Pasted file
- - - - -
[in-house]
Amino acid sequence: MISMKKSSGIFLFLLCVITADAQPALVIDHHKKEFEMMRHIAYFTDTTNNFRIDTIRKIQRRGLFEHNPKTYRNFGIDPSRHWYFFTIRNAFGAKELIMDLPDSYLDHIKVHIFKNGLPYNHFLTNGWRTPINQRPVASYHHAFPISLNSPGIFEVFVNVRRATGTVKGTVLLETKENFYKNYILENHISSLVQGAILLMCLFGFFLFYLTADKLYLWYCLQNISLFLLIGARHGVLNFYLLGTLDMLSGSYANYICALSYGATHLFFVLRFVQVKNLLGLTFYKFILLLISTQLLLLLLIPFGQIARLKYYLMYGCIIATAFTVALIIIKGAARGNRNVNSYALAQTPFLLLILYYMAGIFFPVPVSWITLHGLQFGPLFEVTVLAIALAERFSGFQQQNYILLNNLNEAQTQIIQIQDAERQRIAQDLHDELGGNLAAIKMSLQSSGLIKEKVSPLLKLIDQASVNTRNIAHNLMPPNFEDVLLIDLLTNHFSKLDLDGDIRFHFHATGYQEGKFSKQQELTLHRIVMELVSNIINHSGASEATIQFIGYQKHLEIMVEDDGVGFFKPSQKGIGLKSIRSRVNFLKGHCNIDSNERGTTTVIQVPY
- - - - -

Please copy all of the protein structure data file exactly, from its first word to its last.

[in-house]
Amino acid sequence: MISMKKSSGIFLFLLCVITADAQPALVIDHHKKEFEMMRHIAYFTDTTNNFRIDTIRKIQRRGLFEHNPKTYRNFGIDPSRHWYFFTIRNAFGAKELIMDLPDSYLDHIKVHIFKNGLPYNHFLTNGWRTPINQRPVASYHHAFPISLNSPGIFEVFVNVRRATGTVKGTVLLETKENFYKNYILENHISSLVQGAILLMCLFGFFLFYLTADKLYLWYCLQNISLFLLIGARHGVLNFYLLGTLDMLSGSYANYICALSYGATHLFFVLRFVQVKNLLGLTFYKFILLLISTQLLLLLLIPFGQIARLKYYLMYGCIIATAFTVALIIIKGAARGNRNVNSYALAQTPFLLLILYYMAGIFFPVPVSWITLHGLQFGPLFEVTVLAIALAERFSGFQQQNYILLNNLNEAQTQIIQIQDAERQRIAQDLHDELGGNLAAIKMSLQSSGLIKEKVSPLLKLIDQASVNTRNIAHNLMPPNFEDVLLIDLLTNHFSKLDLDGDIRFHFHATGYQEGKFSKQQELTLHRIVMELVSNIINHSGASEATIQFIGYQKHLEIMVEDDGVGFFKPSQKGIGLKSIRSRVNFLKGHCNIDSNERGTTTVIQVPY